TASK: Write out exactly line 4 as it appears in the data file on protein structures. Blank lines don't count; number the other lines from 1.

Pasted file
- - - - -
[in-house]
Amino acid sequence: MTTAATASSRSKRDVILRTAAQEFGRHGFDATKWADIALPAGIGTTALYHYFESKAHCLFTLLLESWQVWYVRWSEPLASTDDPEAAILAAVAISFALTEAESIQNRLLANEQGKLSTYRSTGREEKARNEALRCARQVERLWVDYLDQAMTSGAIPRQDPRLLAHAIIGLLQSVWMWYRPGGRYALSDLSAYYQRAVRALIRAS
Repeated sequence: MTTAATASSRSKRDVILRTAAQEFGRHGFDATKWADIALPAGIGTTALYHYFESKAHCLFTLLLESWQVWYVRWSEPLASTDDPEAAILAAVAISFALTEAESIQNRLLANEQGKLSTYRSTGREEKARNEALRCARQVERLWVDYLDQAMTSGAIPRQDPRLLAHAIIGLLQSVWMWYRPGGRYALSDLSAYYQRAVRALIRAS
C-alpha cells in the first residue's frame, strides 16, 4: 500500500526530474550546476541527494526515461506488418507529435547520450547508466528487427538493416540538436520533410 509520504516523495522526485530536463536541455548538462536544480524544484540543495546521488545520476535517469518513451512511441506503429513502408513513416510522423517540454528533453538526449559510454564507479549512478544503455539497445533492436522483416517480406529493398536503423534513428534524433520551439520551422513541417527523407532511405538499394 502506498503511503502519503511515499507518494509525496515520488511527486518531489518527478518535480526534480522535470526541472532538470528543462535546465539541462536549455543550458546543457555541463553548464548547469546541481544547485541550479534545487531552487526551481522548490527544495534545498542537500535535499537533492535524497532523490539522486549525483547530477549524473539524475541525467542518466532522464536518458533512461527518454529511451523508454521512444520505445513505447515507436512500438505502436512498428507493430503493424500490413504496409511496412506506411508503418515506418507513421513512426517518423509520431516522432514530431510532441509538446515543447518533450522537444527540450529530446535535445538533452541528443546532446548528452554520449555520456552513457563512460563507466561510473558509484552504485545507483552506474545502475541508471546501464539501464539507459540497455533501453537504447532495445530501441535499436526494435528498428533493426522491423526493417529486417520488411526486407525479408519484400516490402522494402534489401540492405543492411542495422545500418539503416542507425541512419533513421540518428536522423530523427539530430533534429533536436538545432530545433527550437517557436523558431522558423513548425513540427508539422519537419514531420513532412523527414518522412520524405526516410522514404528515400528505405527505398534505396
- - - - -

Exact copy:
C-alpha cells in the first residue's frame, strides 16, 4: 500500500526530474550546476541527494526515461506488418507529435547520450547508466528487427538493416540538436520533410 509520504516523495522526485530536463536541455548538462536544480524544484540543495546521488545520476535517469518513451512511441506503429513502408513513416510522423517540454528533453538526449559510454564507479549512478544503455539497445533492436522483416517480406529493398536503423534513428534524433520551439520551422513541417527523407532511405538499394 502506498503511503502519503511515499507518494509525496515520488511527486518531489518527478518535480526534480522535470526541472532538470528543462535546465539541462536549455543550458546543457555541463553548464548547469546541481544547485541550479534545487531552487526551481522548490527544495534545498542537500535535499537533492535524497532523490539522486549525483547530477549524473539524475541525467542518466532522464536518458533512461527518454529511451523508454521512444520505445513505447515507436512500438505502436512498428507493430503493424500490413504496409511496412506506411508503418515506418507513421513512426517518423509520431516522432514530431510532441509538446515543447518533450522537444527540450529530446535535445538533452541528443546532446548528452554520449555520456552513457563512460563507466561510473558509484552504485545507483552506474545502475541508471546501464539501464539507459540497455533501453537504447532495445530501441535499436526494435528498428533493426522491423526493417529486417520488411526486407525479408519484400516490402522494402534489401540492405543492411542495422545500418539503416542507425541512419533513421540518428536522423530523427539530430533534429533536436538545432530545433527550437517557436523558431522558423513548425513540427508539422519537419514531420513532412523527414518522412520524405526516410522514404528515400528505405527505398534505396